A Season of Stewardship on the Deschutes

River Steward Stories: Matt Mendes, Warm Springs & Lower Deschutes Rivers

“Sometimes, we would just put the truck in first gear and walk alongside throwing empties in the bed,” explained Matt Mendes, River Steward on the Warm Springs River. Matt was concerned with stream-side litter and damage to riparian vegetation along the tribal side of the lower Deschutes River and the impact on native fish. As a longtime River Steward and fishing guide on the river, Matt was looking for a way to engage even deeper in nurturing the species he loves and the place he calls home. Thanks to a grant from Meyer Memorial Trust, Native Fish Society was able to provide Matt with a stipend to dedicate time to some intensive riparian habitat care-taking along the river in the downtime between guide seasons.

On a warm day in early April, Matt took the time to show off his hard work to Native Fish Society Director of Wild Steelhead Funding, Tom Derry, and myself (Northern Oregon Regional Coordinator, Liz Perkin).

Matt is an enrolled member of the Confederated Tribes of Warm Springs and worked with their Department of Fisheries to complete an impressive amount of work on the tribal side of the Deschutes. Over the course of a few months, Matt cleaned up about 3,500 pounds of litter, installed a number of garbage cans at key locations, repaired fencing that protects riparian habitat from livestock, installed fence ladders that enable river access while preventing fence damage, and put up signs denoting key spawning habitat.

During our field trip, Matt pointed out traditional food plants that were not quite ready for harvest and shared how he feels a responsibility to be a caretaker of the ecosystems that have sustained tribal members for millennia.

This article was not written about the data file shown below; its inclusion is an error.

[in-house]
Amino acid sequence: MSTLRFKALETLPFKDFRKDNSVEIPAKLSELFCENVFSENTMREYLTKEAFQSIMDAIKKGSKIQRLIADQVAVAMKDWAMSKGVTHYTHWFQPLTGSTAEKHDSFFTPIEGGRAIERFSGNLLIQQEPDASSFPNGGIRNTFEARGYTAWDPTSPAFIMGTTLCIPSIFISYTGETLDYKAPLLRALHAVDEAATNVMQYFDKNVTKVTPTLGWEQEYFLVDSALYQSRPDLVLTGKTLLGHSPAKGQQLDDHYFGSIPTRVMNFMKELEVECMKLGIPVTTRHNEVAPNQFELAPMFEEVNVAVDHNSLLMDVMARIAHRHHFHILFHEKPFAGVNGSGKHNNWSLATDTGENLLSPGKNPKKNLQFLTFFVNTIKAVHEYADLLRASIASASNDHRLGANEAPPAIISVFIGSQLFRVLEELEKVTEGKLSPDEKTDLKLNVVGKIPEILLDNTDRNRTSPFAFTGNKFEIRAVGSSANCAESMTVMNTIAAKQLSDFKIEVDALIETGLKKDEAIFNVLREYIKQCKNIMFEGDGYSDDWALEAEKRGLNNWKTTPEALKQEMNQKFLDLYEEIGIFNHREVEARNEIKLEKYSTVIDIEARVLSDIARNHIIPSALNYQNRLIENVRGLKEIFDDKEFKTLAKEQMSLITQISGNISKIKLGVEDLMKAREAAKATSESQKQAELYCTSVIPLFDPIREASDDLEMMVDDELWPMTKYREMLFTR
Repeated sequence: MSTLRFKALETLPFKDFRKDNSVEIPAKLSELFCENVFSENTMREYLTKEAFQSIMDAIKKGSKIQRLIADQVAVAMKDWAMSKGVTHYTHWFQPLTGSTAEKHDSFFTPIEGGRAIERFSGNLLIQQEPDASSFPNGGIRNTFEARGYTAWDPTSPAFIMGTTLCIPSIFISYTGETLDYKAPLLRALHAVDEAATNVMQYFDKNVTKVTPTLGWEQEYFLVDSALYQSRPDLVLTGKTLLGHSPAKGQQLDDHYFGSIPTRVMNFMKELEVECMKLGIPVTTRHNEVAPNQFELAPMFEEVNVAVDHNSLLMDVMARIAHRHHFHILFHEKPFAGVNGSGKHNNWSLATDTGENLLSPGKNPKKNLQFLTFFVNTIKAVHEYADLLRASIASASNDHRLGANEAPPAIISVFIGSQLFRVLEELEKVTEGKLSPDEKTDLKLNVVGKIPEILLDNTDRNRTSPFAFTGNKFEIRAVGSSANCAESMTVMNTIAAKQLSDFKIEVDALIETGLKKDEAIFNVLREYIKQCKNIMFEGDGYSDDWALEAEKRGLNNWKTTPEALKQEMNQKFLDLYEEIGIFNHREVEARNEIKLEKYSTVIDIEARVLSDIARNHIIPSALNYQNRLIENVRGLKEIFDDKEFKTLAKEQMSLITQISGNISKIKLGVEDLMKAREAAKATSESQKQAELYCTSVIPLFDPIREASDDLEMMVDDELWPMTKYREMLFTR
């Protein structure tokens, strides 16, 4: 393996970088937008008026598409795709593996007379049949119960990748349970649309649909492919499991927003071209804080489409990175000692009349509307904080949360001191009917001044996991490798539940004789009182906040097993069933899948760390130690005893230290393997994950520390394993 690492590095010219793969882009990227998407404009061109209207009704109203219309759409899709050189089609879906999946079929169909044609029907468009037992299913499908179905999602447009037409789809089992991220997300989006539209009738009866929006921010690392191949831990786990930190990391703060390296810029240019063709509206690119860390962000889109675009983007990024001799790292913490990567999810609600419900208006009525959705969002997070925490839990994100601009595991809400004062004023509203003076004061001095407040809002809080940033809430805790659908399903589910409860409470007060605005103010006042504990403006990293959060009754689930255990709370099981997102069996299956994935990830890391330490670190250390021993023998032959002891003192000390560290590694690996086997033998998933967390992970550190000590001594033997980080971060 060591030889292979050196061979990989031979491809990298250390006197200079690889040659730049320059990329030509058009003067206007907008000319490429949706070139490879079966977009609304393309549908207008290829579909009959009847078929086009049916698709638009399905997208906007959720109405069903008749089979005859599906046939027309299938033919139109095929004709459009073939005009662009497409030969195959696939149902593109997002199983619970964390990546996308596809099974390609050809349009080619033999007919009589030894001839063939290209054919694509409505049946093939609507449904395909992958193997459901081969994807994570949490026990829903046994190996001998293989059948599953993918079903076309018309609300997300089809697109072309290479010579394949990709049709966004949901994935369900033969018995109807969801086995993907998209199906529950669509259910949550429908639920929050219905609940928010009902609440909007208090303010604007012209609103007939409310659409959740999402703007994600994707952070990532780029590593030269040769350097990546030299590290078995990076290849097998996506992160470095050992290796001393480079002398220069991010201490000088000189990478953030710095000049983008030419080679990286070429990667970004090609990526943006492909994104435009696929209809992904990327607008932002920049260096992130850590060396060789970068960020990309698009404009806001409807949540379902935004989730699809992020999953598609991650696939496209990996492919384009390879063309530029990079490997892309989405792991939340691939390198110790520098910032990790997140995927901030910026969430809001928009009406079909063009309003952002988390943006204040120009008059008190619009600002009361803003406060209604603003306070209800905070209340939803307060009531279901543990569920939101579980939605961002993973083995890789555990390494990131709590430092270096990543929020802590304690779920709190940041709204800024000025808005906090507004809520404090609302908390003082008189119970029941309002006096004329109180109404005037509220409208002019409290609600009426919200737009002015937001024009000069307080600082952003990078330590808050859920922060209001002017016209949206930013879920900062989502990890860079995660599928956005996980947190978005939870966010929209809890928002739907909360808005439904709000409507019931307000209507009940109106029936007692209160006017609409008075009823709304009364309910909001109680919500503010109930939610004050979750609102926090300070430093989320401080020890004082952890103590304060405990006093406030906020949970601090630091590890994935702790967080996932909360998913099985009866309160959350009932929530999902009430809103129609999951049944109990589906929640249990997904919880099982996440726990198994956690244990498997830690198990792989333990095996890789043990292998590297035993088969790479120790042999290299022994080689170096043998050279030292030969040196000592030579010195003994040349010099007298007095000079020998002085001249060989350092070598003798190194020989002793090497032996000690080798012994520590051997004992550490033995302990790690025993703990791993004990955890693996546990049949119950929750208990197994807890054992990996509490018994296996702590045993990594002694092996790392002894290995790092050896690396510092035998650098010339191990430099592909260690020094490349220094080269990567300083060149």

As we stopped at a vantage point high above the river, I climbed over the riparian fence using one of the ladders Matt had built. It was solid and provided an easy way to access the river without having to damage the tightly strung strands of barbed wire fence. I ran my hand over a big sagebrush and then took a deep breath of its sharp odor as I admired the signs Matt had posted to mark the tribal side of the river.

As we drove on, Matt and Tom regaled me with stories of fishing the Deschutes with Matt’s grandfather. Along the way, Matt pointed out prime steelhead runs and trout holding areas. Then Matt indicated some of the signs he had set out to identify key spawning areas in the hopes that anglers would avoid fishing over wild fish while they spawn. The trip was a good reminder of what a pleasure it is to tour a river with someone who intimately knows and values it.

Springtime has Matt back out on the river as a professional guide where he’ll be busy until fall instructing clients on how to best fish the famed salmonfly and caddis hatches on the Deschutes. But once he’s hung up his waders and stored his gear after what we hope is another great season on the river, we’re looking forward to engaging with Matt as he digs into a new suite of stewardship activities and writes another chapter in his own River Steward story.

Interested in following Matt’s work or hiring him for a guided trip on the Deschutes River? You can check him out on Instagram at @deschutesnative or visit his website: www.spinthehandle.com

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